NTX versus placebo (17 trials):
Medium-term effectiveness: For relapse rate, pooling of 14 trials (n=2,105) found a statistically significant risk-difference favouring NTX, 13% (95% CI: 7%, 18%, NNT=8, p <0.00001). There was heterogeneity of borderline statistical significance for this analysis (p=0.05), but the forest plot did not show marked variation between the studies. For continuous abstinence, pooling of seven trials (n=779) found no statistically significant difference between the groups, with no statistically significant heterogeneity. For percentage of drinking days, three of four trials found a statistically significant benefit (2.7 to 6.7 days) for NTX. For the time to first relapse five of nine relevant trials significantly favoured NTX, as did one of six relevant trials for time to first drink. Other trials reported no significant difference between the groups.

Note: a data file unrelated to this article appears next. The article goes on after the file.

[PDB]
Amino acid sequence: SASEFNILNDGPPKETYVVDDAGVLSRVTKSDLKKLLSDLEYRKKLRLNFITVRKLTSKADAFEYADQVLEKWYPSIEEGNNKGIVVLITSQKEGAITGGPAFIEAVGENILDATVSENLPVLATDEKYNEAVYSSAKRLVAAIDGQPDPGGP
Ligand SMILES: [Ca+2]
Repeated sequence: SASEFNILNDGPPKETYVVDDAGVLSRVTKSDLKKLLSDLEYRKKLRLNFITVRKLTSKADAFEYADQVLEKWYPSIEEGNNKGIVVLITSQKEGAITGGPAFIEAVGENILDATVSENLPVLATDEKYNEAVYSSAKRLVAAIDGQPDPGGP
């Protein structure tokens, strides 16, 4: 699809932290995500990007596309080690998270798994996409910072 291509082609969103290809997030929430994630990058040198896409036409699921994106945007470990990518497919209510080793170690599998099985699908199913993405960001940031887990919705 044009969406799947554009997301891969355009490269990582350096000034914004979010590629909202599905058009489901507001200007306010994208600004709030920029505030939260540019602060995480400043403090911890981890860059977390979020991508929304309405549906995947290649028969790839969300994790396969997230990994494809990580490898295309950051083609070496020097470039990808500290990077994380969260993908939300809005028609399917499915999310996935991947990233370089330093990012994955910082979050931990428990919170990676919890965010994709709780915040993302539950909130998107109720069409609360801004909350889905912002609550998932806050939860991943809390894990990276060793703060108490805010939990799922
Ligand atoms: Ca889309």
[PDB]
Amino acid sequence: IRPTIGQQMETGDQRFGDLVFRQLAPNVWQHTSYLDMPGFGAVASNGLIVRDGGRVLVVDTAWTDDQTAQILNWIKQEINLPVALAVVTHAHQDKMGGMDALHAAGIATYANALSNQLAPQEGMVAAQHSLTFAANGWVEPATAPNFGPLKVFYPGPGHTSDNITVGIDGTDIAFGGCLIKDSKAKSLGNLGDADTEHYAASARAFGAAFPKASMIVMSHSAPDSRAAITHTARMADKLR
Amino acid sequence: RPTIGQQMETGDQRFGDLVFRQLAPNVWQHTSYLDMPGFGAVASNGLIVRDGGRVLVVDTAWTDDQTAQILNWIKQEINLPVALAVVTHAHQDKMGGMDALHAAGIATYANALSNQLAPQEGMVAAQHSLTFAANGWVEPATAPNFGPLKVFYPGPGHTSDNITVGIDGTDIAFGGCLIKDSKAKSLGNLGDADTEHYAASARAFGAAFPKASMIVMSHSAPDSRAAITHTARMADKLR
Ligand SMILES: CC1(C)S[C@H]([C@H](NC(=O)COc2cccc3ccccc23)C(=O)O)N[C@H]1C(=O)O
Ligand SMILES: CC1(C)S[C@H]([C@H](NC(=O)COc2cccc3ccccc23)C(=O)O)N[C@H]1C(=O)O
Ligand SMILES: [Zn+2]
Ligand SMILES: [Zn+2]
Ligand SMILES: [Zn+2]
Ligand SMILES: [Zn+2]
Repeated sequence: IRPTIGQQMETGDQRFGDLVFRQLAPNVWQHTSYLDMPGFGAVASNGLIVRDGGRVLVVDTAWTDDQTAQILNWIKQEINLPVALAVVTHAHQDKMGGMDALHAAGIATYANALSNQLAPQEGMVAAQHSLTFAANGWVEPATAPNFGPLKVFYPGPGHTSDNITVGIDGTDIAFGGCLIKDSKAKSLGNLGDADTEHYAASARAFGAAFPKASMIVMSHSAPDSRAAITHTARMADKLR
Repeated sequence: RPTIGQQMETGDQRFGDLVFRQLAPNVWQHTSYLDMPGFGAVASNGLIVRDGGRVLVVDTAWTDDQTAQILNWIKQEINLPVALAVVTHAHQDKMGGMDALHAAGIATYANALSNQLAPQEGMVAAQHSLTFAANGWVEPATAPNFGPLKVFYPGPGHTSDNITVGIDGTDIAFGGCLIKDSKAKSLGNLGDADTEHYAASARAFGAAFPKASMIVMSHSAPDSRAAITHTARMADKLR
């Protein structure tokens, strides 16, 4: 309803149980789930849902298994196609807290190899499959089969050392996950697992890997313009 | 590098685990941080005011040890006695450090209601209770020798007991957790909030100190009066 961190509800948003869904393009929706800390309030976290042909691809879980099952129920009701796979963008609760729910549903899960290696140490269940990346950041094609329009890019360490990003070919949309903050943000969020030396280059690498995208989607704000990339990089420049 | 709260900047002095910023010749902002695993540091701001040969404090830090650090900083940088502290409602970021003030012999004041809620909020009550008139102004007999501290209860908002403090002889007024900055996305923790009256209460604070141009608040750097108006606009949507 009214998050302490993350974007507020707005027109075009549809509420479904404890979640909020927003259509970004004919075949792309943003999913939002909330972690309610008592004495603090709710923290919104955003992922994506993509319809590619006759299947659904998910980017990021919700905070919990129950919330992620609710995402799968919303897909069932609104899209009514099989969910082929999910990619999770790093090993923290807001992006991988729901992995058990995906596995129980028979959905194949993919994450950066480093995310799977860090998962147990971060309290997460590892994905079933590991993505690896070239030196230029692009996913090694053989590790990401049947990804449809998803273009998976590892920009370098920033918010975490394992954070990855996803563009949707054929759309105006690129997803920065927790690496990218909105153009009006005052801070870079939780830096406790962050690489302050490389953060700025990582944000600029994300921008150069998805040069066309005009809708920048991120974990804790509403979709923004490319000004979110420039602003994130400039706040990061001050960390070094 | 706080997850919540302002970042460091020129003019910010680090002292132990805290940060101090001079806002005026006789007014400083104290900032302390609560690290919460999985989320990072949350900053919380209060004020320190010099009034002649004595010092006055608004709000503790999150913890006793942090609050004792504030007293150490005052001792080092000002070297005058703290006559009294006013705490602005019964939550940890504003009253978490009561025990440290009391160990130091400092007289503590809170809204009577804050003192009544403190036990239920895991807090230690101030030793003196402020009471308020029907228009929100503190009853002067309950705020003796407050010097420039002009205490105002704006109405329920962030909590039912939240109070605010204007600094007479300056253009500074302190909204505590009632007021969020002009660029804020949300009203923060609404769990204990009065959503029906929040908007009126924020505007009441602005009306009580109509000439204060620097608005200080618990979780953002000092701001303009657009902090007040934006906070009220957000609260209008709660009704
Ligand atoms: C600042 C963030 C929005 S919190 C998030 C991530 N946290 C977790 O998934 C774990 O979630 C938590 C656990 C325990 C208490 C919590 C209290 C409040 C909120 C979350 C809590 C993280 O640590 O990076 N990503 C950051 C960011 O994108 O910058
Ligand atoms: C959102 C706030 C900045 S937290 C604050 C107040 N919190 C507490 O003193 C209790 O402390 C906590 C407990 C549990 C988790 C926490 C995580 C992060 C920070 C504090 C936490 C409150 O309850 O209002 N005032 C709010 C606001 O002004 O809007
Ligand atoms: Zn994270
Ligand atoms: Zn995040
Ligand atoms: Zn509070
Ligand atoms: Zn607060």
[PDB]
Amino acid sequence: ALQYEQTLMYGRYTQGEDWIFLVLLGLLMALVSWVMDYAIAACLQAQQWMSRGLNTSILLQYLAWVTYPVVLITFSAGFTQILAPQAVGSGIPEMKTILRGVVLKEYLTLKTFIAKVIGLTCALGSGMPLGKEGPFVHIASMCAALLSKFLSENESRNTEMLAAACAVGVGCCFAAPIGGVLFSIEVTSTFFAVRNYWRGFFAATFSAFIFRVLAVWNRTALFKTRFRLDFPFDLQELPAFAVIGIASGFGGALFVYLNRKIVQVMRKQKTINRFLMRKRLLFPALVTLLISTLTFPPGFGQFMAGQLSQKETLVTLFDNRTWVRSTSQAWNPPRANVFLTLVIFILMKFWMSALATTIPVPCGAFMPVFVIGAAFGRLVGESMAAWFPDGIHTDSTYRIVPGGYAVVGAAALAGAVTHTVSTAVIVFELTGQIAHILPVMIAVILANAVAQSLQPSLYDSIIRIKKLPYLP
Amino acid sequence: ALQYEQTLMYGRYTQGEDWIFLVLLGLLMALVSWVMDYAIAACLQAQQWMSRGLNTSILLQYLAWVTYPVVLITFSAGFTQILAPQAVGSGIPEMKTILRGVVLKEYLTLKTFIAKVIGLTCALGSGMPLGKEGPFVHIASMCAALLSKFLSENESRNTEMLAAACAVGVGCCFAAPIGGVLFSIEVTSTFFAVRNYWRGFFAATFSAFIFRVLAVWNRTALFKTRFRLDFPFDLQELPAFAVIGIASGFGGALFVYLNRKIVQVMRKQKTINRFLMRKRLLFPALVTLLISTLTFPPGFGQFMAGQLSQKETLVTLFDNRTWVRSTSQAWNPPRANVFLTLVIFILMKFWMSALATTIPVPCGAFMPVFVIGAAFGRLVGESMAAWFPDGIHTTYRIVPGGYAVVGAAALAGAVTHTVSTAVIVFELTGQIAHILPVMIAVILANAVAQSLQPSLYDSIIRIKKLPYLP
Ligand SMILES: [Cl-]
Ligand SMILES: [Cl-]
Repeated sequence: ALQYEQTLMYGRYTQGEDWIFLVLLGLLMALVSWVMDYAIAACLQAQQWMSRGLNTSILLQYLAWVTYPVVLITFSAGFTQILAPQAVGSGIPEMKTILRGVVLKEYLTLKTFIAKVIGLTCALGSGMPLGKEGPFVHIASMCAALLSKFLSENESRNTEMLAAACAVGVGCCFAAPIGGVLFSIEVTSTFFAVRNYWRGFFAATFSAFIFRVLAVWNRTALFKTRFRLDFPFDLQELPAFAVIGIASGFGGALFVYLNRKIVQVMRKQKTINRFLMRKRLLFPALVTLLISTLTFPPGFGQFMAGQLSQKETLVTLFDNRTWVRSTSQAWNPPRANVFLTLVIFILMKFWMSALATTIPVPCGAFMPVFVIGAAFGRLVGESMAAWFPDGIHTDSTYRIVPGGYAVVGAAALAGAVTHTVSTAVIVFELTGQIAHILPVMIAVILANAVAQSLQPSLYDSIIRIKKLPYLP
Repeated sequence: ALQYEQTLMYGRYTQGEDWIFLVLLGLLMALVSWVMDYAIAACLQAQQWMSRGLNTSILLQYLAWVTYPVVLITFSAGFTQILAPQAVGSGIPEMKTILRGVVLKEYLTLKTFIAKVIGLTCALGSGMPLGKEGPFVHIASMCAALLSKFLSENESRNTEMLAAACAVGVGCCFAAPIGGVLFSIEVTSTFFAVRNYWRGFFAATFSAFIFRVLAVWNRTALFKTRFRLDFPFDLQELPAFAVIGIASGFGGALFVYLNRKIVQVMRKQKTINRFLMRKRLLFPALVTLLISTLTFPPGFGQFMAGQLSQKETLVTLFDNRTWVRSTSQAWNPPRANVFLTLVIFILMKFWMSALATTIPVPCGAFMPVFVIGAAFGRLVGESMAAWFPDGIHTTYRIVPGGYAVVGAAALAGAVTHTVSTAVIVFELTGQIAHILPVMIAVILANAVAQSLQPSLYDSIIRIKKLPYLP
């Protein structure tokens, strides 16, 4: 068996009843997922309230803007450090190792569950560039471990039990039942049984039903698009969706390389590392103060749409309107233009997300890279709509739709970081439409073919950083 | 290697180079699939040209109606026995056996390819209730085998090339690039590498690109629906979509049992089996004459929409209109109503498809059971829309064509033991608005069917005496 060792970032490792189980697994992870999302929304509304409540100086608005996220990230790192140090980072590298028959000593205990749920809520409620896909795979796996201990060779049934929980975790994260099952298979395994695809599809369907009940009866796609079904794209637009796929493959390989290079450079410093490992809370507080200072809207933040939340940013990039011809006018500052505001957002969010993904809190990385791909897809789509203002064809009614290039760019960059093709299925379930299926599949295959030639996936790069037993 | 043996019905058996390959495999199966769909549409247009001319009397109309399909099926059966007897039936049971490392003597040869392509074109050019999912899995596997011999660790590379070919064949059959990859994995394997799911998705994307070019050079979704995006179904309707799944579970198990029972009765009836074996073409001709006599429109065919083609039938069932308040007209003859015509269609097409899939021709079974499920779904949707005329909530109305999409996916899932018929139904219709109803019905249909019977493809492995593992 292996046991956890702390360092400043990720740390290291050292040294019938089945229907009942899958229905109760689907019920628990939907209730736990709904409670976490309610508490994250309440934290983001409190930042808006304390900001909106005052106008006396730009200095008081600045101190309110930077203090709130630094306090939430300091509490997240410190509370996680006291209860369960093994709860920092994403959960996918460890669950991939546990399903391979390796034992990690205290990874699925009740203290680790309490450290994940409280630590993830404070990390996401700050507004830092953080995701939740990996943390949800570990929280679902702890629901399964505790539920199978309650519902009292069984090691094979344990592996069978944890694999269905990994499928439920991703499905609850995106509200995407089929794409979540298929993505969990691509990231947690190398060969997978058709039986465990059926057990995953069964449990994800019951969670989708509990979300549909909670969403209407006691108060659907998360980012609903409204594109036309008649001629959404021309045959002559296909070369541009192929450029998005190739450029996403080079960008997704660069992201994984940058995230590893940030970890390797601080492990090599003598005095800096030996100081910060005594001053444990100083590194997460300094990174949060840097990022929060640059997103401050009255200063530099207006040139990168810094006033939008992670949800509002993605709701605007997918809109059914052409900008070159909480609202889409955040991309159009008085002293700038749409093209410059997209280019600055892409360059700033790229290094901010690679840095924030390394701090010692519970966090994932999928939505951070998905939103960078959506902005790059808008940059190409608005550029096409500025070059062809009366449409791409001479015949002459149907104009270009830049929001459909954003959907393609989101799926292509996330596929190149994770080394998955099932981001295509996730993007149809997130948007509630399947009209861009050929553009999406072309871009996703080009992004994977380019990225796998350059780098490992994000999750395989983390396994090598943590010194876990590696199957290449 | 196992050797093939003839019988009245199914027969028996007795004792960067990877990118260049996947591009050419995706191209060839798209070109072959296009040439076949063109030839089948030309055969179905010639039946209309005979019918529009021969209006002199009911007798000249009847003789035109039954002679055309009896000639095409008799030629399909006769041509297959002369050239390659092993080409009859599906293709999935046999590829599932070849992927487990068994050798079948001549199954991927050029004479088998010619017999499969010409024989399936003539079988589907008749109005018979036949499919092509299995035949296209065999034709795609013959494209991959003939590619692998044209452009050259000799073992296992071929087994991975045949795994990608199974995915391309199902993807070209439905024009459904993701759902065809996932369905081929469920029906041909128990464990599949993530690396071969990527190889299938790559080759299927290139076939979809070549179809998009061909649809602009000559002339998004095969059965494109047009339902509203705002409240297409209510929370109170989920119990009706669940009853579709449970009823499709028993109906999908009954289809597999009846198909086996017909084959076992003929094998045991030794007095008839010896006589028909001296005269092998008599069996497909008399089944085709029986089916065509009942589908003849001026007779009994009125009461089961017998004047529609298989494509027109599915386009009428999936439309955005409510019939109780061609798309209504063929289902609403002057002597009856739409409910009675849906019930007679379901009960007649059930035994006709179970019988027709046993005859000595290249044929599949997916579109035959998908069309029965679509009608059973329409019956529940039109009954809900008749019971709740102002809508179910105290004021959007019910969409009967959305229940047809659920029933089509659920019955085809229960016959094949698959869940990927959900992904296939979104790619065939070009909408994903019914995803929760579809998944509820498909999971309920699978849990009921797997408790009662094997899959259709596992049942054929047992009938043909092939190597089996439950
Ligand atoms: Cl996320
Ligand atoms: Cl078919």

Long-term effectiveness (four trials):For relapse rate, two of four trials found a statistically significant difference in favour of NTX. Pooling of two trials found no significant difference between the groups in percentage of drinking days. For psychosocial co-interventions, four trials reported improved outcomes associated with a combination of CBT and NTX and three found CBT superior to supportive therapy for reducing relapse rates. Results of subgroup analyses and of the qualitative analysis were also reported.
There is insufficient evidence to confirm or refute the effectiveness of naltrexone for treating opioid dependence, but there is evidence for its effectiveness in managing alcohol dependence. The effect of combining naltrexone with psychosocial interventions is unclear.